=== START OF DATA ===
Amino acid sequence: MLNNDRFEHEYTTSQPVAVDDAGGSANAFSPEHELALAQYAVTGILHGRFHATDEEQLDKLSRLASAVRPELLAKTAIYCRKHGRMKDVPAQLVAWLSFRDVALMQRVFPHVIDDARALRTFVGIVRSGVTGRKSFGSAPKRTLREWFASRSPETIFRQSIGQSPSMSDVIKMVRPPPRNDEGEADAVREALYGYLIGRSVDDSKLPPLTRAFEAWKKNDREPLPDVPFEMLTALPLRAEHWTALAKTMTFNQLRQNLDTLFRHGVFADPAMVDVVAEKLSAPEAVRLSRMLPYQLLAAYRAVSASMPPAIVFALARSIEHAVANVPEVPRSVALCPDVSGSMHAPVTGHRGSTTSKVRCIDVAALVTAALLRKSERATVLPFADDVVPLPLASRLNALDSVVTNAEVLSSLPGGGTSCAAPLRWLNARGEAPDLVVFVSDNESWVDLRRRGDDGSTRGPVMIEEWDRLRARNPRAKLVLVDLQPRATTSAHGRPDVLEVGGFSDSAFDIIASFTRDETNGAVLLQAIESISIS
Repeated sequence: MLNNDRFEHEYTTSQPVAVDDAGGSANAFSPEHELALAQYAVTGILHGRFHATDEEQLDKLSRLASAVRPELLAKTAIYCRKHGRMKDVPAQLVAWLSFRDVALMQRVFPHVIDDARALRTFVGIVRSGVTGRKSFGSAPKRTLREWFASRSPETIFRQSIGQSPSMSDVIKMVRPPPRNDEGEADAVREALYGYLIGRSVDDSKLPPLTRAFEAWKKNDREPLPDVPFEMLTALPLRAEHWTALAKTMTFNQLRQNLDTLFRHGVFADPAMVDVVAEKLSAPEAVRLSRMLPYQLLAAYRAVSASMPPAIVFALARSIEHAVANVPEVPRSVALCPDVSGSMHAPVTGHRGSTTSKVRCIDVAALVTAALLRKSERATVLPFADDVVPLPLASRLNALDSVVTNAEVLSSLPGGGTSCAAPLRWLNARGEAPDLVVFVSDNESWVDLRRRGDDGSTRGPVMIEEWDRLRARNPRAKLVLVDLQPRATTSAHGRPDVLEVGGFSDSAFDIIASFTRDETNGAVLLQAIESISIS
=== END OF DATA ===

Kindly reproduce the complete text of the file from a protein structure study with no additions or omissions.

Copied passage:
Amino acid sequence: MLNNDRFEHEYTTSQPVAVDDAGGSANAFSPEHELALAQYAVTGILHGRFHATDEEQLDKLSRLASAVRPELLAKTAIYCRKHGRMKDVPAQLVAWLSFRDVALMQRVFPHVIDDARALRTFVGIVRSGVTGRKSFGSAPKRTLREWFASRSPETIFRQSIGQSPSMSDVIKMVRPPPRNDEGEADAVREALYGYLIGRSVDDSKLPPLTRAFEAWKKNDREPLPDVPFEMLTALPLRAEHWTALAKTMTFNQLRQNLDTLFRHGVFADPAMVDVVAEKLSAPEAVRLSRMLPYQLLAAYRAVSASMPPAIVFALARSIEHAVANVPEVPRSVALCPDVSGSMHAPVTGHRGSTTSKVRCIDVAALVTAALLRKSERATVLPFADDVVPLPLASRLNALDSVVTNAEVLSSLPGGGTSCAAPLRWLNARGEAPDLVVFVSDNESWVDLRRRGDDGSTRGPVMIEEWDRLRARNPRAKLVLVDLQPRATTSAHGRPDVLEVGGFSDSAFDIIASFTRDETNGAVLLQAIESISIS
Repeated sequence: MLNNDRFEHEYTTSQPVAVDDAGGSANAFSPEHELALAQYAVTGILHGRFHATDEEQLDKLSRLASAVRPELLAKTAIYCRKHGRMKDVPAQLVAWLSFRDVALMQRVFPHVIDDARALRTFVGIVRSGVTGRKSFGSAPKRTLREWFASRSPETIFRQSIGQSPSMSDVIKMVRPPPRNDEGEADAVREALYGYLIGRSVDDSKLPPLTRAFEAWKKNDREPLPDVPFEMLTALPLRAEHWTALAKTMTFNQLRQNLDTLFRHGVFADPAMVDVVAEKLSAPEAVRLSRMLPYQLLAAYRAVSASMPPAIVFALARSIEHAVANVPEVPRSVALCPDVSGSMHAPVTGHRGSTTSKVRCIDVAALVTAALLRKSERATVLPFADDVVPLPLASRLNALDSVVTNAEVLSSLPGGGTSCAAPLRWLNARGEAPDLVVFVSDNESWVDLRRRGDDGSTRGPVMIEEWDRLRARNPRAKLVLVDLQPRATTSAHGRPDVLEVGGFSDSAFDIIASFTRDETNGAVLLQAIESISIS